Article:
Water-Related Research: Conservation genetics (fishes, salamanders, seabirds); speciation mechanisms in local salamanders; watershed impacts;leading to;salamander deformities; endangered Tiger Salamander conservation.
Water-Related Community Connections: Collaborative research with the Sonoma County Water Agency, Sacramento National Wildlife Refuge. Collaborative education with NOAA Fisheries, Army Corps of Engineers, UC Extension, California Department of Fish & Game, Golden Gate Raptor Observatory, Kern National Wildlife Refuge, and Point Reyes Bird Observatory
Karina Nielsen, Professor, Department of Biology, SSU
Area of Water Expertise: Marine and estuary ecology, conservation, nutrient upwelling, climate change
Water-Related Courses Taught: Marine Ecology (BIOL 335); Invertebrate Biology (BIOL 322); Biological Oceanography (BIOL 312)
Water-Related Research: We are working to understand how variability in oceanographic subsidies such as nutrients and phytoplankton influences benthic community structure in the northern California Current Large Marine Ecosystem. Research is being conducted at 15 sites nested within five capes spanning 1300 km within the study region. A comprehensive suite of comparative field experiments and oceanographic monitoring is currently underway and will advance our understanding of how biological interactions vary under different levels of ecological subsidies. The project should provide insight into the consequences of predicted changes in upwelling regimes due to climate change. We are also monitoring the abundance of phytoplankton, ocean temperatures and light attenuation at many rocky intertidal sites in Oregon and California to: 1) build our understanding of how the base of marine food webs in the nearshore zone responds to changing ocean climate, and 2) contribute to the growing regional and national networks of dedicated ocean observing systems. Like weather stations on land ocean observing systems provide critical information for understanding ocean climate.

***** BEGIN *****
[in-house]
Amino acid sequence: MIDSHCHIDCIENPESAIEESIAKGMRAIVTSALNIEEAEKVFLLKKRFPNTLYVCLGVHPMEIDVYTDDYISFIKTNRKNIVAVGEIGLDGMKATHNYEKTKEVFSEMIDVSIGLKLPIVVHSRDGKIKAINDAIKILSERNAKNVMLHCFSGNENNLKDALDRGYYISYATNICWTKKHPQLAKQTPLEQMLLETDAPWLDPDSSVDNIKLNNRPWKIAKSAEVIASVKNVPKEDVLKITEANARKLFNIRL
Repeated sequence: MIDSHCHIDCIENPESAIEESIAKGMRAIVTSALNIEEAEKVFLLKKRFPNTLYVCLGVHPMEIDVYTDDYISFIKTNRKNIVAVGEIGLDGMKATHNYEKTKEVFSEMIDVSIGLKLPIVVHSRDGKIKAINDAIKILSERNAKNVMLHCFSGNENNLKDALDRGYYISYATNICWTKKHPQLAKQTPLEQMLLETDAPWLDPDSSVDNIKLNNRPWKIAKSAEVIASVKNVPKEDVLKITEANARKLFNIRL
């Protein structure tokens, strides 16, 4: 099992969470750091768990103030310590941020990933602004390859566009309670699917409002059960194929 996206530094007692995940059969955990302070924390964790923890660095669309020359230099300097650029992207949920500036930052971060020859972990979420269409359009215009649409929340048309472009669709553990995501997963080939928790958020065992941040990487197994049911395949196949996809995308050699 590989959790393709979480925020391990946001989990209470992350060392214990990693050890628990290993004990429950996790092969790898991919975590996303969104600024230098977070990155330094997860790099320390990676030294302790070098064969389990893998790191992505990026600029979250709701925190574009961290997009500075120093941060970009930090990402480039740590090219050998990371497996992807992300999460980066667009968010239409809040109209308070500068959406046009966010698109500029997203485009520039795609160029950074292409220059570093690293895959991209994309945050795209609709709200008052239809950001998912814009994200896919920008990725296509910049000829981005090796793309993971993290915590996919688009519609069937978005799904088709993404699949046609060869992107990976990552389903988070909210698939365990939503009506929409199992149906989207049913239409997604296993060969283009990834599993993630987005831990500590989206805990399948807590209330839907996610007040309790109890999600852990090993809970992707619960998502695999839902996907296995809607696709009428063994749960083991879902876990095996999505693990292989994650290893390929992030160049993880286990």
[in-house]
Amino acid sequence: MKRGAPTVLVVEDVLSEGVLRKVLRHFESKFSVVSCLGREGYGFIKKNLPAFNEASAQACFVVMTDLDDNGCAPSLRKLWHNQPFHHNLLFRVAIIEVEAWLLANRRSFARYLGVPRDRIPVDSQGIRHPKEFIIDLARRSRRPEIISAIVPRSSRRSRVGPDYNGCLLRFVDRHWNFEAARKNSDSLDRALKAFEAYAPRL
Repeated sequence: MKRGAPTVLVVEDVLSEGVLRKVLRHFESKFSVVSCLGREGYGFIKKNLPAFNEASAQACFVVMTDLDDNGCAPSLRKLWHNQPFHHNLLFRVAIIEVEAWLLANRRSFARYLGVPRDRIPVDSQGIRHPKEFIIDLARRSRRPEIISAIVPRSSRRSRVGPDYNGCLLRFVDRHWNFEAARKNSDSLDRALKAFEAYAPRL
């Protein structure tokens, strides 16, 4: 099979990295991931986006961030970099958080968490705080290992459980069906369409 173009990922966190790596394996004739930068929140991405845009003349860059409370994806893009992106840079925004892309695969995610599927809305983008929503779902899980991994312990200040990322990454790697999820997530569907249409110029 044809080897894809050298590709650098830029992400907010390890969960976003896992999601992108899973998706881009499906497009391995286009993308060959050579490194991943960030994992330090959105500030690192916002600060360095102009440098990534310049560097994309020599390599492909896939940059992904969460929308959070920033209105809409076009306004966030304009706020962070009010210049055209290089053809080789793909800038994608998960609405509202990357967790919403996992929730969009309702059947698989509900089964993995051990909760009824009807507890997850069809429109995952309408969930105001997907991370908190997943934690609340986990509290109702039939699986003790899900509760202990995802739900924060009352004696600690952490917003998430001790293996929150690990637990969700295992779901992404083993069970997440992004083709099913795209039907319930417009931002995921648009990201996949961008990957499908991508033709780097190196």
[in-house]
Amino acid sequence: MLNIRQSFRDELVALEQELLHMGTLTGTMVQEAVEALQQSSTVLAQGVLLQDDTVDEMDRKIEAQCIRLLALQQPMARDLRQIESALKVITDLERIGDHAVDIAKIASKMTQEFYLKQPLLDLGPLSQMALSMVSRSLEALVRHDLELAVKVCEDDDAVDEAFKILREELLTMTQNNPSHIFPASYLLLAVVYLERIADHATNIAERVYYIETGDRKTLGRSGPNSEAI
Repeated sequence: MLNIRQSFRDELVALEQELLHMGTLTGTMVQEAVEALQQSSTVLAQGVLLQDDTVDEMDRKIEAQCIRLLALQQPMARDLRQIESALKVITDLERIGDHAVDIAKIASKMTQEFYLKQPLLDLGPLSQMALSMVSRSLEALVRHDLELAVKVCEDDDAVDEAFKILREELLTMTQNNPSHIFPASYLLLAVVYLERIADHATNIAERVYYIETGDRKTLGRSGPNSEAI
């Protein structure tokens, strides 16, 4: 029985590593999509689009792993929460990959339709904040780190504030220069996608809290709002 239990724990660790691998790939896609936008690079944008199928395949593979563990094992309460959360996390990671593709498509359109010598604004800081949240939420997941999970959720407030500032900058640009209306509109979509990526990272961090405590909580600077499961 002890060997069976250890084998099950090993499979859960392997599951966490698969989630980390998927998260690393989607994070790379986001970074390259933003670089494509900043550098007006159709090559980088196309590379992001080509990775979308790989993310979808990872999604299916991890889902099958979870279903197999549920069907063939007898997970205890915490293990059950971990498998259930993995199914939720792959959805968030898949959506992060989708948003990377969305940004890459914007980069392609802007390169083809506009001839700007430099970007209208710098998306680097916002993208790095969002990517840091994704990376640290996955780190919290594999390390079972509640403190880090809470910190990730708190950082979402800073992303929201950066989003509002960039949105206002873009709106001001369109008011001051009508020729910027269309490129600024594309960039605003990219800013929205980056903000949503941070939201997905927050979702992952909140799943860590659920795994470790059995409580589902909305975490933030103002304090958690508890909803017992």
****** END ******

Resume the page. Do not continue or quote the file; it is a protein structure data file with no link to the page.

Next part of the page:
Water-Related Community Connections:
Nathan Rank, Professor, Department of Biology, SSU
Area of Water Expertise: Riparian entomology, water-borne plant pathogen Phytophthora ramorum (Sudden Oak Death)
Water-Related Courses Taught: Sustainability in My World (SCI 120); Entomology (BIOL 323)
Water-Related Research: I study ecological interactions among plants, herbivores and pathogens; the adaptive significance of genetic variation in natural populations of insects; and effects of invasive species on native ecological communities. Ongoing work focuses on the invasive pathogenPhytophthera ramorum, which has spread through Sonoma County woodlands since 2000.
Water-Related Community Connections: I am working with Goldridge, Southern Sonoma, and Sotoyome RCDs to engage Science 120/121 students in water-related projects.
Karen Tillinghast, Instructor, Environmental Studies and Planning Department, SSU
Contact: (707) 664-2306; email@example.com; no website
Area of Water Expertise: riparian vegetation restoration, native plant propagation
Water-Related Courses Taught: Native Plant Propagation (ENSP 326AB)
Water-Related Community Connections: I have a contract with the Sonoma County Water Agency to supply native plants for river restoration.
Richard Whitkus, Professor, Biology Department, SSU
Area of Water Expertise: plant biology; plant genetics and evolution; floristics
Water-Related Courses Taught: Plant Biology (BIOL 329); Plant Taxonomy (BIOL 330)
Water-Related Research: Systematics and evolutionary genetics of plants; biology and evolution of sedges
Water-Related Community Connections: Involved in the California Native Plant Society and Botanical Society of California.